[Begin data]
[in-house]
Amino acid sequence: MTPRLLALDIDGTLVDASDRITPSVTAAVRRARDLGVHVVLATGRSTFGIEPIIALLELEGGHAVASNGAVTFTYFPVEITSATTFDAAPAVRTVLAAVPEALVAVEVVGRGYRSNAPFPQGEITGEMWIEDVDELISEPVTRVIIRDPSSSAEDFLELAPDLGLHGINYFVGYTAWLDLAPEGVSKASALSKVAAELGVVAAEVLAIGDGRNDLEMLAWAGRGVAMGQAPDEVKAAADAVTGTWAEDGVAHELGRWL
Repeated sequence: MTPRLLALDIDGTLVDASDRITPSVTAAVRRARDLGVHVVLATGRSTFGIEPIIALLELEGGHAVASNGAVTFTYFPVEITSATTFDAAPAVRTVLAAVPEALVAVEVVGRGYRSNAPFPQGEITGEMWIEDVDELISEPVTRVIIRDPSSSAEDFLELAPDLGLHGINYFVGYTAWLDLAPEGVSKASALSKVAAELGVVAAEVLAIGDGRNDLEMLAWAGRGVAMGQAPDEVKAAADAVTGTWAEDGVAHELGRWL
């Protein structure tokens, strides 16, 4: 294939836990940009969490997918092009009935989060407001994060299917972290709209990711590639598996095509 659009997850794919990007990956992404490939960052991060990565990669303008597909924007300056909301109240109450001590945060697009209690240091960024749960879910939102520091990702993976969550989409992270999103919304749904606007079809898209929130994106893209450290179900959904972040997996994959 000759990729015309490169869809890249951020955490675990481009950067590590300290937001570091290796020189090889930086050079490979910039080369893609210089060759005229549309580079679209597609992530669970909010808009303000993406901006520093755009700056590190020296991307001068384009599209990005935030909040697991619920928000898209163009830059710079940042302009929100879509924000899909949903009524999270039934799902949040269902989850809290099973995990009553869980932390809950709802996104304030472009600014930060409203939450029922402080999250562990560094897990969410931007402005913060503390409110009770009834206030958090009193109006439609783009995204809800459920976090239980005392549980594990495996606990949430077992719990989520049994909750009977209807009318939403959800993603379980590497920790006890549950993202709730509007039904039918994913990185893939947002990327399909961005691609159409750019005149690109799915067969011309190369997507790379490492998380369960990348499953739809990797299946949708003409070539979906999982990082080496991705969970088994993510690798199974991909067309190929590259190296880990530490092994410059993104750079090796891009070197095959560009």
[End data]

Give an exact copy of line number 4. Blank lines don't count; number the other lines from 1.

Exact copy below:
């Protein structure tokens, strides 16, 4: 294939836990940009969490997918092009009935989060407001994060299917972290709209990711590639598996095509 659009997850794919990007990956992404490939960052991060990565990669303008597909924007300056909301109240109450001590945060697009209690240091960024749960879910939102520091990702993976969550989409992270999103919304749904606007079809898209929130994106893209450290179900959904972040997996994959 000759990729015309490169869809890249951020955490675990481009950067590590300290937001570091290796020189090889930086050079490979910039080369893609210089060759005229549309580079679209597609992530669970909010808009303000993406901006520093755009700056590190020296991307001068384009599209990005935030909040697991619920928000898209163009830059710079940042302009929100879509924000899909949903009524999270039934799902949040269902989850809290099973995990009553869980932390809950709802996104304030472009600014930060409203939450029922402080999250562990560094897990969410931007402005913060503390409110009770009834206030958090009193109006439609783009995204809800459920976090239980005392549980594990495996606990949430077992719990989520049994909750009977209807009318939403959800993603379980590497920790006890549950993202709730509007039904039918994913990185893939947002990327399909961005691609159409750019005149690109799915067969011309190369997507790379490492998380369960990348499953739809990797299946949708003409070539979906999982990082080496991705969970088994993510690798199974991909067309190929590259190296880990530490092994410059993104750079090796891009070197095959560009």